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Pre-Surgical Endovascular Proximal Feeder Artery Devascularization Technique for the Treatment of Cranial Arteriovenous Malformations

Authors Alawneh K, Abuzayed B, Al Qawasmeh M, Raffee L, Aleshawi A

Received 2 January 2020

Accepted for publication 6 May 2020

Published 19 May 2020 Volume 2020:16 Pages 181—191

DOI https://doi.org/10.2147/VHRM.S244514

Checked for plagiarism Yes

Review by Single-blind

Peer reviewer comments 2

Editor who approved publication: Dr Daniel A. Duprez


Khaled Alawneh,1 Bashar Abuzayed,2 Majdi Al Qawasmeh,3 Liqaa Raffee,4 Abdelwahab Aleshawi5

1Department of Radiology, Faculty of Medicine, Jordan University of Science and Technology, Irbid 22110, Jordan; 2Department of Neurosurgery, The Specialty Hospital, Amman, Jordan; 3Department of Neuroscience, Division of Neurology, Faculty of Medicine, Jordan University of Science and Technology, Irbid 22110, Jordan; 4Department of Accident and Emergency, Faculty of Medicine, Jordan University of Science and Technology, Irbid 22110, Jordan; 5King Abdullah University Hospital, Jordan University of Science and Technology, Irbid, Jordan

Correspondence: Khaled Alawneh
Department of Radiology, Faculty of Medicine, Jordan University of Science and Technology, Irbid, Jordan
Tel +962795314555
Email kzalawneh0@just.edu.jo

Objective: Treatment of brain arteriovenous malformations (AVMs) aims to abolish any risk for intracranial hemorrhage with the preservation of the patient’s functional status. We present the technique of pre-surgical endovascular devascularization through proximal feeder artery occlusion for the treatment of cranial AVMs rather than nidus occlusion. Also, we highlight the advantages and the possible clinical indications.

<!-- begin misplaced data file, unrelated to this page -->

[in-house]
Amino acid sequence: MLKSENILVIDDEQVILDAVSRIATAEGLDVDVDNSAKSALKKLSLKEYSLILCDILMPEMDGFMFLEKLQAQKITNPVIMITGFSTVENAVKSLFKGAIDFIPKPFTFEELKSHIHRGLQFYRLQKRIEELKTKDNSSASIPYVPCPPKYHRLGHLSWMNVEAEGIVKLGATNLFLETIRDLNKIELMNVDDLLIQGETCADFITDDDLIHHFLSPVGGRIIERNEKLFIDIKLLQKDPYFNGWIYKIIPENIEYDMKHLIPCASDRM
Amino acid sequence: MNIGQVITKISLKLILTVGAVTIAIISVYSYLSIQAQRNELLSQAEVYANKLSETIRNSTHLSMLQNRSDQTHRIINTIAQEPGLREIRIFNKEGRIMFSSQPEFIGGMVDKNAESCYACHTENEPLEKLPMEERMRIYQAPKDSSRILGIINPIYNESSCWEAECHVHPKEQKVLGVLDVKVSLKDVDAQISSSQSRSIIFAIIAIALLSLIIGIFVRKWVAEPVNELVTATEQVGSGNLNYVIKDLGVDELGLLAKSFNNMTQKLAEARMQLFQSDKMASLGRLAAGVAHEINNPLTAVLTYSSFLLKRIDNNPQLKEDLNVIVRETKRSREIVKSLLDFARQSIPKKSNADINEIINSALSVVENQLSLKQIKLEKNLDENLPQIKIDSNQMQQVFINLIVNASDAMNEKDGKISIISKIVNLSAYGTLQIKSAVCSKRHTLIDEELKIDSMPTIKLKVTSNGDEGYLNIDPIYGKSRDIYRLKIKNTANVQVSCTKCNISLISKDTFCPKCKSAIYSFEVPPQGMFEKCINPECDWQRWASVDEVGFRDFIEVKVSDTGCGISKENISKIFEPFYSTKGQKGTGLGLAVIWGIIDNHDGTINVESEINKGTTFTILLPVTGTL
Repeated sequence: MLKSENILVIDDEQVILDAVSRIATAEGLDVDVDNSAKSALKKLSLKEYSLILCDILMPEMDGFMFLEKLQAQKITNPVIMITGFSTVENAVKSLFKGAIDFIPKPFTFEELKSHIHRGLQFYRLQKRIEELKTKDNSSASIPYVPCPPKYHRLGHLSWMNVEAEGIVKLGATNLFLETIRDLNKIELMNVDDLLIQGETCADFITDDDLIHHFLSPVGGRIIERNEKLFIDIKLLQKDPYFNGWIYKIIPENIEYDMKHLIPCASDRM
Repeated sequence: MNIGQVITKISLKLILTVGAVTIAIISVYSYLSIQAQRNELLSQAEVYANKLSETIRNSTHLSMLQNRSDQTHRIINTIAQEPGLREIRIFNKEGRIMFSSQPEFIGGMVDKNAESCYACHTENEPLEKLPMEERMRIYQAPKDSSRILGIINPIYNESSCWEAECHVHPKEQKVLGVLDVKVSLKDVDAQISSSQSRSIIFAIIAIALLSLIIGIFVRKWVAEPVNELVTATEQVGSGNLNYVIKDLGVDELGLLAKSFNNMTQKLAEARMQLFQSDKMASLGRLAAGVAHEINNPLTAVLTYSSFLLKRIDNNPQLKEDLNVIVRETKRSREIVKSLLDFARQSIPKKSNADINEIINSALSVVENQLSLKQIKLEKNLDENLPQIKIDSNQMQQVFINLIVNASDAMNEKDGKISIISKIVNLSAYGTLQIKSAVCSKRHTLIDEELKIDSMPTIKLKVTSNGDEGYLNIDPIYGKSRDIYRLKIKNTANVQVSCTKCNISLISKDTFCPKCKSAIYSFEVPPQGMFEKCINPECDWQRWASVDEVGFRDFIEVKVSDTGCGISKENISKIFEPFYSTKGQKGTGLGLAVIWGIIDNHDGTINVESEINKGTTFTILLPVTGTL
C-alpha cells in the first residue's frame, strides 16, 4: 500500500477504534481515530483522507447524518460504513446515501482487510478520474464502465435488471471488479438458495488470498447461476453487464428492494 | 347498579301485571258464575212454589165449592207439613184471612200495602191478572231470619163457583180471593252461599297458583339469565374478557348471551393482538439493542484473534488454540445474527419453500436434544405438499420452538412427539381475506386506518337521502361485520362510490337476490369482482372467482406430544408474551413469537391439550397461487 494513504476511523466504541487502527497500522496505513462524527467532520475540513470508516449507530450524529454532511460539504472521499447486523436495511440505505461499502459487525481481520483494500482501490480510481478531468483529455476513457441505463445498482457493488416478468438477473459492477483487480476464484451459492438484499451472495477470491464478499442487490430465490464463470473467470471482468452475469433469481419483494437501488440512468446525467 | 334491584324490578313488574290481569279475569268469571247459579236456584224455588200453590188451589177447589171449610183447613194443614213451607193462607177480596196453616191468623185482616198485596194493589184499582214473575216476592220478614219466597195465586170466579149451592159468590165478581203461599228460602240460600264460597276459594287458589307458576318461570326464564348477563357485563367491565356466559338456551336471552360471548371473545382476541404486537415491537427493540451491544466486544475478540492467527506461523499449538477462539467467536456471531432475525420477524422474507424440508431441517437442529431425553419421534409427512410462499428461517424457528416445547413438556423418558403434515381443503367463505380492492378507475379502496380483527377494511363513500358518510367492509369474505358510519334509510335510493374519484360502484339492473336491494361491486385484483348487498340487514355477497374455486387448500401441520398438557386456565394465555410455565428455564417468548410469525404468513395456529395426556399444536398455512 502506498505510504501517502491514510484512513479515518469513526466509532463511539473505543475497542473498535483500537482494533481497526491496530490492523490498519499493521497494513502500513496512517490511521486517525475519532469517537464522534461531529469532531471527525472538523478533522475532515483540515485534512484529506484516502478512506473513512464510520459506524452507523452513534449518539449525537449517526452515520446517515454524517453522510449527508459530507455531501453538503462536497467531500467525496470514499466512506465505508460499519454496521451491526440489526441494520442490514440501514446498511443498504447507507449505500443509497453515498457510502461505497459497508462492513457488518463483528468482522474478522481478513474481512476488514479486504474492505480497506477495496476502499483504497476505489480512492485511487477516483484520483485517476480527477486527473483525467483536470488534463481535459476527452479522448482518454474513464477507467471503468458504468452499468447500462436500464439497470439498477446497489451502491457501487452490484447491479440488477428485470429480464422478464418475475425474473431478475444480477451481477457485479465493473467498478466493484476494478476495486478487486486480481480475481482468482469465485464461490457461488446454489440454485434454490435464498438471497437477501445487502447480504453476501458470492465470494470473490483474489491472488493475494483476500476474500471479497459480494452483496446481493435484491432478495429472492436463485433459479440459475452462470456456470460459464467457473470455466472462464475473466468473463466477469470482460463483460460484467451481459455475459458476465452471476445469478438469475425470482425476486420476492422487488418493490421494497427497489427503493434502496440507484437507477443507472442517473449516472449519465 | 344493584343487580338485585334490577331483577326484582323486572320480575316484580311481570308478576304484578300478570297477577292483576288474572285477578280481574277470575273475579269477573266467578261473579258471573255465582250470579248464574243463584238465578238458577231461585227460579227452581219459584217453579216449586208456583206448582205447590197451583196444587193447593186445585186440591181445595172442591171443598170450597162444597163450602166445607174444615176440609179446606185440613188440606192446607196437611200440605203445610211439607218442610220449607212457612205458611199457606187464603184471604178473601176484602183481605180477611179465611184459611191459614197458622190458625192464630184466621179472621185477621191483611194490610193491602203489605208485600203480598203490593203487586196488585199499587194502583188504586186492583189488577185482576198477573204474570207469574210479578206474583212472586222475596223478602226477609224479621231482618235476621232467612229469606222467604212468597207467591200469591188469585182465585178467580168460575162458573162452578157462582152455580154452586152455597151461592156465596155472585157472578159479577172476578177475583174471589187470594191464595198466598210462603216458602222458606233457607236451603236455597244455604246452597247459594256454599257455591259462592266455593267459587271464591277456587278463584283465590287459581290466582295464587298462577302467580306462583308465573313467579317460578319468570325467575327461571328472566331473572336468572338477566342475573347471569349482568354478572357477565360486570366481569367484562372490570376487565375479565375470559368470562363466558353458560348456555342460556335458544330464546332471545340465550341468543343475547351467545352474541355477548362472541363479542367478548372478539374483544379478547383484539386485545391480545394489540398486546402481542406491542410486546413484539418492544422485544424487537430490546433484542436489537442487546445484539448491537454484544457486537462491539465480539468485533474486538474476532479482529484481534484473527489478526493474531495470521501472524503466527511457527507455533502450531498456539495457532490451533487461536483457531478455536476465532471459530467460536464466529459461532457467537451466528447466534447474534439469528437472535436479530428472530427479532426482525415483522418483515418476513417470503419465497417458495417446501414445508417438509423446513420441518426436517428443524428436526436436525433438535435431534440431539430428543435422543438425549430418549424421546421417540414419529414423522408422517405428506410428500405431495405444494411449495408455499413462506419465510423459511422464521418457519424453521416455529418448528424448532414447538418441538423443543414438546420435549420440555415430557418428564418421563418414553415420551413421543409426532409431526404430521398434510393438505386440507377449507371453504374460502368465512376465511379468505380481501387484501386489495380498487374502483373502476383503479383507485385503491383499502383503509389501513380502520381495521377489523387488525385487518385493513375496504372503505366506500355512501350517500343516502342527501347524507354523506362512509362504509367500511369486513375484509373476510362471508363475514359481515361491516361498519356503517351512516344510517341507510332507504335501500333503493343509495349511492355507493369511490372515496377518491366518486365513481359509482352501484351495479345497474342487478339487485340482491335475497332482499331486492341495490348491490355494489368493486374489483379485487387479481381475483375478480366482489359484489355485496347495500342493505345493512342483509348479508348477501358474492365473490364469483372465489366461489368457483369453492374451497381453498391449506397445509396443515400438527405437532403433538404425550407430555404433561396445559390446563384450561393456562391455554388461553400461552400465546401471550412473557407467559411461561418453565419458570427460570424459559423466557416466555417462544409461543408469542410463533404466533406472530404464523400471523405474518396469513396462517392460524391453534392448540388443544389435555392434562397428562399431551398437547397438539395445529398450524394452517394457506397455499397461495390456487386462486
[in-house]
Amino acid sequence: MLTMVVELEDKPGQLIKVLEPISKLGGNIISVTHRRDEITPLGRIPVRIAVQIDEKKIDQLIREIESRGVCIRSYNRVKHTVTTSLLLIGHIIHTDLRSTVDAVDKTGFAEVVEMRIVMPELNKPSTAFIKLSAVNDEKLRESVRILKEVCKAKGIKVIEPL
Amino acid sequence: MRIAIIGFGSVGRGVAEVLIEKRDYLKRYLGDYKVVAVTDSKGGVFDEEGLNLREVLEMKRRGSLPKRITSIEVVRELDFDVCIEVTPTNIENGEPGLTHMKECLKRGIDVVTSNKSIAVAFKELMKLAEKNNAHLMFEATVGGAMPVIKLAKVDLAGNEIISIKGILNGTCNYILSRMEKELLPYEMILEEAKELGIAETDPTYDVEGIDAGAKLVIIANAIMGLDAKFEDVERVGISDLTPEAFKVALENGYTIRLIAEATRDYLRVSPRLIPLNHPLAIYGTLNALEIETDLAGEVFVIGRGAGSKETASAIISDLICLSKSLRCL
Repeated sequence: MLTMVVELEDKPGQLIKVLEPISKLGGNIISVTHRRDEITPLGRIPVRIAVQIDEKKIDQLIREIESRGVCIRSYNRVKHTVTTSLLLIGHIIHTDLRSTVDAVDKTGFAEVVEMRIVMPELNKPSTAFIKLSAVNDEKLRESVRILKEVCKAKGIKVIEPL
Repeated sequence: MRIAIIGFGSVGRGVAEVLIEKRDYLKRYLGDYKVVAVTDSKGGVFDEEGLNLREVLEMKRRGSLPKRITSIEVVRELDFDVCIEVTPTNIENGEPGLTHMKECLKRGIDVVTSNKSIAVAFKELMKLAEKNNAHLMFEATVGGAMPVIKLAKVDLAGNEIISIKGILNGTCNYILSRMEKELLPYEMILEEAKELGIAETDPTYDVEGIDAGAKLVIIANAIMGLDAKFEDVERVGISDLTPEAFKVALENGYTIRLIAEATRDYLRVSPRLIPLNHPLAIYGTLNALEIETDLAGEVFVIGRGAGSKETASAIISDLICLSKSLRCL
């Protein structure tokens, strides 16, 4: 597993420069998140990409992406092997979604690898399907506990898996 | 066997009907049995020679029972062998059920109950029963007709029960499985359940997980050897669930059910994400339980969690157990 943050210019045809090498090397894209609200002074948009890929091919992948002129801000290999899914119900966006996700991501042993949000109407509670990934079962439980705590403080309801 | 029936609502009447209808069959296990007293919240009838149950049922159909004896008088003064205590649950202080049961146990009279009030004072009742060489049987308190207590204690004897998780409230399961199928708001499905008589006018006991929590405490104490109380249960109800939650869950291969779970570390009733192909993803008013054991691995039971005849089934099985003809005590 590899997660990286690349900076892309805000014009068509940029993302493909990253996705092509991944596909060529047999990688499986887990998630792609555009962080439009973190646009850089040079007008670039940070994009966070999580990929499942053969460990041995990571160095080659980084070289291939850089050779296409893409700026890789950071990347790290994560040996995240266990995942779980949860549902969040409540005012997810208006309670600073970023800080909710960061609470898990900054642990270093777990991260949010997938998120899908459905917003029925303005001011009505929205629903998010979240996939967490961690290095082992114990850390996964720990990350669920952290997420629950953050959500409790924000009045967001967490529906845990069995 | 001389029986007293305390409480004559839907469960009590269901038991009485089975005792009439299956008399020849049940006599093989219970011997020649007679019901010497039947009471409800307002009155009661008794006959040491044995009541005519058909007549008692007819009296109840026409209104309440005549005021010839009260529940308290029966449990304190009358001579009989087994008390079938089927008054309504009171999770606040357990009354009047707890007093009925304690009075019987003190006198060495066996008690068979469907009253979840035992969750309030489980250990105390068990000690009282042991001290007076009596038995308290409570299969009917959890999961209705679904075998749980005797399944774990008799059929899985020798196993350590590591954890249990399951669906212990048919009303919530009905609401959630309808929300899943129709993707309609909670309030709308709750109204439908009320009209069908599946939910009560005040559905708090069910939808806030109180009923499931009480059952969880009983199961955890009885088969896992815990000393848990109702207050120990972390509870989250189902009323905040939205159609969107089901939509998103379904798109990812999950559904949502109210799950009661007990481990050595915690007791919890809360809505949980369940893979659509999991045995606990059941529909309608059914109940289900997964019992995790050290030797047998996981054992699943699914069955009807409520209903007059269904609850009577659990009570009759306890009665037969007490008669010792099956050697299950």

Patients and Methods: Two patients with brain AVM and one patient with scalp AVM were treated by pre-surgical endovascular devascularization followed by surgical resection. Endovascular devascularization was performed by occlusion of the AVM feeders only with Liquid Embolic System Agent (Onyx®) 18 without entering and filling the nidus. During surgery, feeding arteries colored with the black color of the Liquid Embolic System Agent were clearly identified and cut. Dissection of the AVM was performed, and resection of the nidus was achieved.
Results: Total resection of the AVM was achieved in all cases confirmed with follow-up angiographies, with no neurologic or systemic complications. Also, no major bleeding was detected. In addition, the surgical clips were avoided during surgery. Brain AVMs were safely resected in piecemeal fashion.
Conclusion: Pre-surgical endovascular proximal feeder artery devascularization technique shows to be a safe, simple and effective technique for the management of cranial arteriovenous malformations. This technique simplifies both the endovascular and surgical approaches to complicated cranial AVM cases.

Keywords: angiography, arteriovenous malformation, devascularization, endovascular, surgical resection

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